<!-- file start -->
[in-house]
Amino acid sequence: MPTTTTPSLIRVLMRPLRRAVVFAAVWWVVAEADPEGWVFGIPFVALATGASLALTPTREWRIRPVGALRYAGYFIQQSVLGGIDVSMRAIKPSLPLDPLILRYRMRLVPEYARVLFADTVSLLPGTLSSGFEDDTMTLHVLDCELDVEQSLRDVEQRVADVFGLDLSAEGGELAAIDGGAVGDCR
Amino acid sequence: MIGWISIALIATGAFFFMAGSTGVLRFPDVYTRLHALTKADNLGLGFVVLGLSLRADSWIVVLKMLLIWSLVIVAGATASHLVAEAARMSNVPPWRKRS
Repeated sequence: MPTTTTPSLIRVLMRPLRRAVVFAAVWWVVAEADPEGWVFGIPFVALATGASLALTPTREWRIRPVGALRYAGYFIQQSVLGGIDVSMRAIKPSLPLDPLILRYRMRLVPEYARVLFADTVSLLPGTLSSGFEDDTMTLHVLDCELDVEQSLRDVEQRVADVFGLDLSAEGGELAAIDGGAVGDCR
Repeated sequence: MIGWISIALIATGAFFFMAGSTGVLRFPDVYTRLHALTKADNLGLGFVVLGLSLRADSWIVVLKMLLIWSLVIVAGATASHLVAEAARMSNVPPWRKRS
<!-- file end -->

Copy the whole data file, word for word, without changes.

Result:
[in-house]
Amino acid sequence: MPTTTTPSLIRVLMRPLRRAVVFAAVWWVVAEADPEGWVFGIPFVALATGASLALTPTREWRIRPVGALRYAGYFIQQSVLGGIDVSMRAIKPSLPLDPLILRYRMRLVPEYARVLFADTVSLLPGTLSSGFEDDTMTLHVLDCELDVEQSLRDVEQRVADVFGLDLSAEGGELAAIDGGAVGDCR
Amino acid sequence: MIGWISIALIATGAFFFMAGSTGVLRFPDVYTRLHALTKADNLGLGFVVLGLSLRADSWIVVLKMLLIWSLVIVAGATASHLVAEAARMSNVPPWRKRS
Repeated sequence: MPTTTTPSLIRVLMRPLRRAVVFAAVWWVVAEADPEGWVFGIPFVALATGASLALTPTREWRIRPVGALRYAGYFIQQSVLGGIDVSMRAIKPSLPLDPLILRYRMRLVPEYARVLFADTVSLLPGTLSSGFEDDTMTLHVLDCELDVEQSLRDVEQRVADVFGLDLSAEGGELAAIDGGAVGDCR
Repeated sequence: MIGWISIALIATGAFFFMAGSTGVLRFPDVYTRLHALTKADNLGLGFVVLGLSLRADSWIVVLKMLLIWSLVIVAGATASHLVAEAARMSNVPPWRKRS